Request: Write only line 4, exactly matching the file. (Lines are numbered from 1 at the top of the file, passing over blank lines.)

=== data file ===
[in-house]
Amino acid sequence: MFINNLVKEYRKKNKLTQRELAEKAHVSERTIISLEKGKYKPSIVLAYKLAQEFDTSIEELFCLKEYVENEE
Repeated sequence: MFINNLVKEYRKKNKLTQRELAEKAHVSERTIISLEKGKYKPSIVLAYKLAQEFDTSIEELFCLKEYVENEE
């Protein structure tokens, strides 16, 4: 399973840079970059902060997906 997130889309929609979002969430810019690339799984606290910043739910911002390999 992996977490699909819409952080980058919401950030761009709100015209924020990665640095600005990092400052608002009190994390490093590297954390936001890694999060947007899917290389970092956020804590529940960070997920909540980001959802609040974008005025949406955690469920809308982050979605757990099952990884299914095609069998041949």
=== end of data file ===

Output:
């Protein structure tokens, strides 16, 4: 399973840079970059902060997906 997130889309929609979002969430810019690339799984606290910043739910911002390999 992996977490699909819409952080980058919401950030761009709100015209924020990665640095600005990092400052608002009190994390490093590297954390936001890694999060947007899917290389970092956020804590529940960070997920909540980001959802609040974008005025949406955690469920809308982050979605757990099952990884299914095609069998041949």